On Thursday morning, the Minneapolis Fire Department said it had responded to four buildings on fire overnight, adding that the cause of the blazes was still under investigation. Two people were rescued from the fires, and none were reported injured.
On Wednesday, the police released video of the man shooting himself, saying it was important to quell rumors that he had been killed by the police. “People need to know the facts,” Chief Arradondo said. By Thursday morning, they had removed the video “due to the graphic nature and out of respect to the individual, his family and the community.”
In a tweet on Thursday morning, Jeremiah Ellison, a member of the City Council, reiterated that the man had killed himself, and that police had not shot him. “But people assuming they did is rooted in a steep distrust,” Mr. Ellison said. “That distrust is our failure to own.”
N.B.A. players stage a boycott, and other leagues follow suit.
Athletes from the N.B.A., W.N.B.A., Major League Baseball and Major League Soccer and the professional tennis tour boycotted games and matches in protest against police brutality, escalating a season of demonstrations for social justice.
The boycotts came after Milwaukee Bucks players refused to come out of the locker room for their N.B.A. playoff game against the Orlando Magic. The league quickly postponed two other playoff games scheduled for Wednesday.
Players in other leagues soon followed their lead, with numerous professional basketball, baseball and soccer games called off as a result. In the tennis world, matches at the Western & Southern Open, which is being played in New York, were suspended on Thursday, organizers said, with matches for men and women scheduled to resume on Friday.
Naomi Osaka, the tennis star and winner of two Grand Slam titles, said she would quit the Western & Southern Open’s semifinals on Wednesday to protest racial injustice. But on Thursday she said that because tennis officials had agreed to move the matches to Friday, she would participate.
“They offered to postpone all matches until Friday and in my mind that brings more attention to the movement,” Osaka said, adding that she was, and remained, prepared to concede her match to Elise Mertens.
Osaka had issued a forceful call to action on Wednesday night, invoking her standing as a Black woman and declaring that “there are more important matters at hand that need immediate attention, rather than watching me play tennis.”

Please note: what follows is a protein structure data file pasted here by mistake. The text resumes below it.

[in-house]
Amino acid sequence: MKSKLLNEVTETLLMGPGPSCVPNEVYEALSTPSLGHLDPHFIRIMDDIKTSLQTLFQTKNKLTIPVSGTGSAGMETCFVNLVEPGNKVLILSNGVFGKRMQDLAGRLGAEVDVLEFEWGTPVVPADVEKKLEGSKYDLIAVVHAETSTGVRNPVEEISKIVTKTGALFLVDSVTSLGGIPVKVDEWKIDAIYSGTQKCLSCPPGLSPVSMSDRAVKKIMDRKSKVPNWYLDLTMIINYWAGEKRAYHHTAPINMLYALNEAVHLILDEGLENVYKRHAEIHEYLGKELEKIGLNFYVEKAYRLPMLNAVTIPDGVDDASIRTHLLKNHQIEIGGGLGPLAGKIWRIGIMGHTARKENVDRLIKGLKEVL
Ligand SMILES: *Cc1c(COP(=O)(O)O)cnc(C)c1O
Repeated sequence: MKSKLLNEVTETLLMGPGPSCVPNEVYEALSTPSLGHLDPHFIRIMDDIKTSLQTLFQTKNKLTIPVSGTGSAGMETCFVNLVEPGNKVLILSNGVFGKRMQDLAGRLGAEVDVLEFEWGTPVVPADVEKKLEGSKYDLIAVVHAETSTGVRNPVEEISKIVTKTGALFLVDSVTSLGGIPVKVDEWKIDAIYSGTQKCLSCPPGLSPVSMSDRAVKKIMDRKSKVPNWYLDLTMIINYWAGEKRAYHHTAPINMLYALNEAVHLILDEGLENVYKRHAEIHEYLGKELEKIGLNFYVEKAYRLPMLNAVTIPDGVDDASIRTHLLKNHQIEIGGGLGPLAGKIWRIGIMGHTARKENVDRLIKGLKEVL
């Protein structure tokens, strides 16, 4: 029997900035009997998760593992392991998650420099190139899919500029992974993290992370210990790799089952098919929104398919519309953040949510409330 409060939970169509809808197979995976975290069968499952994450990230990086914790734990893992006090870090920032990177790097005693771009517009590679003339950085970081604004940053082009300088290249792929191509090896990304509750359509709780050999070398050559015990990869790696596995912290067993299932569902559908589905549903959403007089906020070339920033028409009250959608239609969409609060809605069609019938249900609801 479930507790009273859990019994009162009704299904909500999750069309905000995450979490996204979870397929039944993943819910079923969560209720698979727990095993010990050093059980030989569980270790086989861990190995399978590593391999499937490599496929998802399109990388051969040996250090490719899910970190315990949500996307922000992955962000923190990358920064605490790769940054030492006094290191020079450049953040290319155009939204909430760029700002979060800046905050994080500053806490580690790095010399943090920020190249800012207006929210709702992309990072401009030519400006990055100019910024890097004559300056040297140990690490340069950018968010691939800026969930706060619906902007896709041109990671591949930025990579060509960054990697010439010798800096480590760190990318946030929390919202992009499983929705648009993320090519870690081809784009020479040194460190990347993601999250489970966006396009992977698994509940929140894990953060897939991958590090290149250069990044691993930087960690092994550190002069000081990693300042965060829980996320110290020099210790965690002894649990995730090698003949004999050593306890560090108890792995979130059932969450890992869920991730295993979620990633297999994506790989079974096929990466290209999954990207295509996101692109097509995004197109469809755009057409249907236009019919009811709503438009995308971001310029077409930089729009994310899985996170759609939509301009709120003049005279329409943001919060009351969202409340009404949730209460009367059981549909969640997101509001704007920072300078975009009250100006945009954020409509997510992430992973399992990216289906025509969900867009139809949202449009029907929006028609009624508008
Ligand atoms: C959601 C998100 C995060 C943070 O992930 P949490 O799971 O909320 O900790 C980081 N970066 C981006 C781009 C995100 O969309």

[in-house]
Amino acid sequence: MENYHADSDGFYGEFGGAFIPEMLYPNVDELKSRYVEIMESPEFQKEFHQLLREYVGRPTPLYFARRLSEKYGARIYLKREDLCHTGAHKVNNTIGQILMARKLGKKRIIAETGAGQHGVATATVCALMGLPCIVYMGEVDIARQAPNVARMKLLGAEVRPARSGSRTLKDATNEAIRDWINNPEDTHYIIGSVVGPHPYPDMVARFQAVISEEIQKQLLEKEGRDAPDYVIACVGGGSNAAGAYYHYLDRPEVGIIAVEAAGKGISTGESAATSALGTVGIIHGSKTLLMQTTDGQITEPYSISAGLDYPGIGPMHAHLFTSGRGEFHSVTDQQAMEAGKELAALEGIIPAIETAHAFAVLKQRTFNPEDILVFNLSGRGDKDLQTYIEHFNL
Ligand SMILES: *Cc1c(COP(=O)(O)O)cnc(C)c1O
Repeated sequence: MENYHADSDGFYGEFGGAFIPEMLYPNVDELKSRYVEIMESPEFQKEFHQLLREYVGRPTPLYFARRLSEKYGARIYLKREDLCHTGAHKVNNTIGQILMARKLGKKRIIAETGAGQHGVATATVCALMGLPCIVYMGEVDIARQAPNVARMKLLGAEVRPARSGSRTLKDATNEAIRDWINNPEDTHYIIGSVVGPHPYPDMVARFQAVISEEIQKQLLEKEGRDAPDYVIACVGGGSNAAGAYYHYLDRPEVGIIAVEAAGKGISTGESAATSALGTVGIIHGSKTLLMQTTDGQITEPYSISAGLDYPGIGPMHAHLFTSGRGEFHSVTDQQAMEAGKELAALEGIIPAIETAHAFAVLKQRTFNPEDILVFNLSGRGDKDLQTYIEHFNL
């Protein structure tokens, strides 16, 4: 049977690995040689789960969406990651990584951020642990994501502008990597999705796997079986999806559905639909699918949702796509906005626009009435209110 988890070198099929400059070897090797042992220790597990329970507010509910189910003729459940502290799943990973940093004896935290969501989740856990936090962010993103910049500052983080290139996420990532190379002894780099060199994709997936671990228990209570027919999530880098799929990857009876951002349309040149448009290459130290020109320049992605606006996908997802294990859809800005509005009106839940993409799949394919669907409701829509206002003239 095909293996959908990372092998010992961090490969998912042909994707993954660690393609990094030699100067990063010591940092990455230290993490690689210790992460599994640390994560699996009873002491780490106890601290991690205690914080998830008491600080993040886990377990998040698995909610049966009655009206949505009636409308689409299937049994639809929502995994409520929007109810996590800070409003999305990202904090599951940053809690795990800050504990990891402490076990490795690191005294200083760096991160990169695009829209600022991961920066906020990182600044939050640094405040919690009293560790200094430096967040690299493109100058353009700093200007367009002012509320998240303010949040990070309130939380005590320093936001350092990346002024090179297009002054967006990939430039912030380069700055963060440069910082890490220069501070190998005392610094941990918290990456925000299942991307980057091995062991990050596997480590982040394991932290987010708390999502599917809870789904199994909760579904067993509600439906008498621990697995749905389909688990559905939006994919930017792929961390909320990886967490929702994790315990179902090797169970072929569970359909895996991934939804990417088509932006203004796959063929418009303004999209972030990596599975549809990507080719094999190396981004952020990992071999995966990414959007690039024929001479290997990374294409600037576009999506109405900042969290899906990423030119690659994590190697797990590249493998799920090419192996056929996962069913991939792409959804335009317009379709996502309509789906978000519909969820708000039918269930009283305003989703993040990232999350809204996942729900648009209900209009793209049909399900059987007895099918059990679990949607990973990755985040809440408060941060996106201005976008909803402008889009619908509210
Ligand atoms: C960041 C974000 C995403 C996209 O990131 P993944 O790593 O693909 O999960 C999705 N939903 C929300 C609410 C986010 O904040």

In her statement then, she acknowledged the limits of her protest but said that “if I can get a conversation started in a majority white sport I consider that a step in the right direction.”
On Thursday morning, former President Barack Obama praised the Bucks “for standing up for what they believe in,” and commended the N.B.A. and W.N.B.A. “for setting an example.”
“It’s going to take all our institutions to stand up for our values,” he said on Twitter.
Asked by Politico about the unrest and boycotts on Thursday, Jared Kushner, President Trump’s son-in-law and senior adviser, said, “I do think that peaceful protest has a place and it has importance.”
But he added that he wanted to move to a discussion of “constructive” solutions. “This country has seen enough of the protests and some of the negative things that can happen,” he said, “when the protests go too far or are hijacked by people who have a different agenda.”
About players in the N.B.A., he said: “They have the luxury of taking a night off from work. Most Americans don’t have the financial luxury to do that. I think it’s nice that they’re standing up for the issue, but I’d like to see them start moving into concrete solutions.”
Reporting was contributed by Alan Blinder, Jacey Fortin, Sarah Mervosh, Richard Perez-Peña and Alan Yuhas.